While the concept of putting girls in positions of leadership is simple, the execution can be challenging.  In order to discover their own strengths and preferences, girls need support and many different types of opportunities to practice them. It requires an investment in resources to prepare girls to take on peer leadership roles and then extra time to ensure their success, by providing ongoing feedback and support.  Even with preparation, it can be challenging to determine when a girl is ready to lead in a high stakes competition. Women Win asked eight programme partners to report on the ‘total number of adolescent girls and young women who hold leadership positions in the sport programme’ and the types of leadership roles they hold.  In the first year, 909 AGYW (7%) held leadership positions in their sports programme. Programme partners report that the types of positions that girls hold include: peer leaders, referees, first aiders, coaches, life skills trainers/assistants, club leaders (Chair, Secretary, Treasurer), session organisers, jersey captains, community sports coach (CSC), team captains/assistants, and life skills ‘governors’ or assistants, amongst others.  What is evident in their feedback is the wisdom of creating a multitude of roles, both formal and informal, to allow girls to find their own path to leadership.

The following list of tips comes from the experiences of Women Win programme partners who are pursuing a peer leadership approach:

  • Be patient. Leadership is a skill that is developed over time. Ask girls what they are good at and how they want to build their skills and confidence. Encourage them to lead their own development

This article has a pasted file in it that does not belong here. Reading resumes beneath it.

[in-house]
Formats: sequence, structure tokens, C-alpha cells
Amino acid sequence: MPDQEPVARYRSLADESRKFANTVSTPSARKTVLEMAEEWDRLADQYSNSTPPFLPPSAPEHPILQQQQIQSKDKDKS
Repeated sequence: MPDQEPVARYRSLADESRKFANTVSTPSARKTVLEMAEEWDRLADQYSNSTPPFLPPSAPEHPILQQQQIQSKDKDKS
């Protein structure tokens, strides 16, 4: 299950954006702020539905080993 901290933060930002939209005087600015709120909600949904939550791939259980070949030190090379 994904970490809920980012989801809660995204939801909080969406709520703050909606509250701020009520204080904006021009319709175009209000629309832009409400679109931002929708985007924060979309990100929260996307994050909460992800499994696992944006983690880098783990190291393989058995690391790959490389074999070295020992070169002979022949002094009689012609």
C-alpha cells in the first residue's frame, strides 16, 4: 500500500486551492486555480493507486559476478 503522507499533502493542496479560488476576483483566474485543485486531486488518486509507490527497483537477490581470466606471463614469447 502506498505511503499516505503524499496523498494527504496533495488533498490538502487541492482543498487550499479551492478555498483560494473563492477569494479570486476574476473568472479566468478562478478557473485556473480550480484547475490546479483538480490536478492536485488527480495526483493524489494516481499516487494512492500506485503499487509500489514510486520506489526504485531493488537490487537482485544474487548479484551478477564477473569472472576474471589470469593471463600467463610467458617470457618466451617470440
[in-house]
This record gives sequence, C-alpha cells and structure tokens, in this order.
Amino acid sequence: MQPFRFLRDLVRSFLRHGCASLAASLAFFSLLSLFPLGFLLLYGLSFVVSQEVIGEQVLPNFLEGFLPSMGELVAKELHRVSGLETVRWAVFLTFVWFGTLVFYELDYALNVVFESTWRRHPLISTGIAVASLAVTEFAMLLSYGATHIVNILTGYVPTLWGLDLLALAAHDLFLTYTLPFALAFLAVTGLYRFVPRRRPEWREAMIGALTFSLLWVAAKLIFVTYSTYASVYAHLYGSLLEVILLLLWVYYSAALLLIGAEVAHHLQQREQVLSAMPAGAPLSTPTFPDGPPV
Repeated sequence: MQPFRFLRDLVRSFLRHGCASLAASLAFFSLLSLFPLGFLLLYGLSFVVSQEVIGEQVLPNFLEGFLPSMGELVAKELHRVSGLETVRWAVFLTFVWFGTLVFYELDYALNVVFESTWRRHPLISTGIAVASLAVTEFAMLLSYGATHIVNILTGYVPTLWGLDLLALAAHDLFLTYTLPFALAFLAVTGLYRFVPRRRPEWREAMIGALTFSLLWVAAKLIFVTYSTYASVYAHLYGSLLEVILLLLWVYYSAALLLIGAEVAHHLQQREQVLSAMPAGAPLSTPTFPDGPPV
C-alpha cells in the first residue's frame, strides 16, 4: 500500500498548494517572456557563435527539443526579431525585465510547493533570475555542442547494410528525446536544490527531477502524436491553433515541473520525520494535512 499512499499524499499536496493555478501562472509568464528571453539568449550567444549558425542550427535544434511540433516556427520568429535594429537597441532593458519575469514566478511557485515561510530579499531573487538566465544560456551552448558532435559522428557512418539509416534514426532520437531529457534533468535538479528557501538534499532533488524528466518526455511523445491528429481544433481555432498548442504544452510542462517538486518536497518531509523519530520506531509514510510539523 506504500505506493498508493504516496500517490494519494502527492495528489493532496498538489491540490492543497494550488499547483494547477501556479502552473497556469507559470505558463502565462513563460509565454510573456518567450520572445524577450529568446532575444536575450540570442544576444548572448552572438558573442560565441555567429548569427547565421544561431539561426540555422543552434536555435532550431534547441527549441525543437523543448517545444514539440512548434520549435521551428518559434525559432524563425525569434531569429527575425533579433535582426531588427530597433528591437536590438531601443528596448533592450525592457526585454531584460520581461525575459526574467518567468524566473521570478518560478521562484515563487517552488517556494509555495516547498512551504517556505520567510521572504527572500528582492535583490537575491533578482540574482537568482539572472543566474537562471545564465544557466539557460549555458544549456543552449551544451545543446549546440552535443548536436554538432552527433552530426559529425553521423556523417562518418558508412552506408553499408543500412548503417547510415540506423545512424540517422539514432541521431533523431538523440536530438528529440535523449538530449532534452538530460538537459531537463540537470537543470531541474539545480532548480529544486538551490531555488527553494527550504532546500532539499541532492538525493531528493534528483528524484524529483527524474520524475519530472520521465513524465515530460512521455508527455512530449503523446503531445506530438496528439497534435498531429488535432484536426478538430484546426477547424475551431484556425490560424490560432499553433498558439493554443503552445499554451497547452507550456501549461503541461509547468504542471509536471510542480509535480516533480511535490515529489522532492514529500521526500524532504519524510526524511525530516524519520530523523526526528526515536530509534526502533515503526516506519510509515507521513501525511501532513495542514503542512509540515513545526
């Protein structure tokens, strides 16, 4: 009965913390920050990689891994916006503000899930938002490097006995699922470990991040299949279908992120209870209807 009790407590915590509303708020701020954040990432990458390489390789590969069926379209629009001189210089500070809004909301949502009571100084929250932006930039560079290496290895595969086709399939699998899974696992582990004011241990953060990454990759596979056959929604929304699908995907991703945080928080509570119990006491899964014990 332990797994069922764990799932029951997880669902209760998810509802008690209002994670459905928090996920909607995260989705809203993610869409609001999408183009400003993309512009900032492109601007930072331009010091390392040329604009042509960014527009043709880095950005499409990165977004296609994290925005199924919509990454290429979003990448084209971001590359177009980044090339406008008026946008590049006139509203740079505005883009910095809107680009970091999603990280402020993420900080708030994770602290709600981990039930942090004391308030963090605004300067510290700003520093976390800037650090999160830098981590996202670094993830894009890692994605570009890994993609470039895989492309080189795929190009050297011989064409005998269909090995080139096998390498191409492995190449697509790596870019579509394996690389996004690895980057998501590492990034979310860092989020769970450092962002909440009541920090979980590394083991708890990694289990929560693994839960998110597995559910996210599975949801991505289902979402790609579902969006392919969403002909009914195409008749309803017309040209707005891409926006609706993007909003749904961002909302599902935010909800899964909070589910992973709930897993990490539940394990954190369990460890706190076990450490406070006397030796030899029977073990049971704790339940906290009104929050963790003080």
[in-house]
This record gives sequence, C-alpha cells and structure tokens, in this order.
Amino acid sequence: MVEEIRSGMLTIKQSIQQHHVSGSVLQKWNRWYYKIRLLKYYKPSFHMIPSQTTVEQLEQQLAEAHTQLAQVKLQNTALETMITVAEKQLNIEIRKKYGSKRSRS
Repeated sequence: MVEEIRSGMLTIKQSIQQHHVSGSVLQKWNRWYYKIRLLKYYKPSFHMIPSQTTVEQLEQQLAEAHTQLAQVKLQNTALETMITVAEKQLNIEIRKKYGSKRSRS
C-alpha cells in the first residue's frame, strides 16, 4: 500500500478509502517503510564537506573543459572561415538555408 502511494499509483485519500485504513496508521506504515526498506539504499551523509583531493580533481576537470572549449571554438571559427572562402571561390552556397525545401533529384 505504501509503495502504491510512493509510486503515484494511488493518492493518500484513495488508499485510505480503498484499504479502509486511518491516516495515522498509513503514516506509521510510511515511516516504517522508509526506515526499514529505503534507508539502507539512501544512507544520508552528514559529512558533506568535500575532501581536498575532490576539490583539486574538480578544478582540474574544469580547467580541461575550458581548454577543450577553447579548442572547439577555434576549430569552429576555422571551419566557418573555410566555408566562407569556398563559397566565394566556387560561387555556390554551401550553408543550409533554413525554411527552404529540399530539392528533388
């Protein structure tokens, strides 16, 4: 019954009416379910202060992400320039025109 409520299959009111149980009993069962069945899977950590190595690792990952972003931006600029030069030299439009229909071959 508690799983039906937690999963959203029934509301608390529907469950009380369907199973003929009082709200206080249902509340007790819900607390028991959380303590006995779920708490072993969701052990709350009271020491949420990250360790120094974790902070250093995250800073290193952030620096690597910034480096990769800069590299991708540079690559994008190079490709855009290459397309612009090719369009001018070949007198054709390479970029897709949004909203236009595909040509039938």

• Allow girls to elect their own leaders
  • Highlight examples of good leadership on and off the playing field
  • Let girls train others in sport-specific, practical, and life skills
  • Show girls you value their opinions
  • Explicitly talk about and encourage discussions about leadership values to girls regularly
  • Lead by example as a coach or programme leader
  • Support positive role model behaviour
  • Allow girls to choose if they want to fill leadership roles
  • Encourage girls to go out in the community and be recognised
  • Reward acts of leadership with outward praise and formal honours
  • Create standards of what it takes to be a leader for girls with and without disabilities
  • Reward exceptional performance with leadership roles
  • Give all girls opportunities to lead during practice, not just the older, talented, non-disabled or more natural leaders
  • Constantly encourage goal setting and evaluation
  • Target inhibitors of leadership – such as lack of confidence, peer pressure or poor mentoring – and address them
  • Aim to help every girl develop to her highest personal potential, as opposed to constantly criticising or comparing the girls to one another
  • Recognise quiet leadership in girls: those who are not outspoken or loud but, for example, will always run the extra lap with the slowest girl on the team


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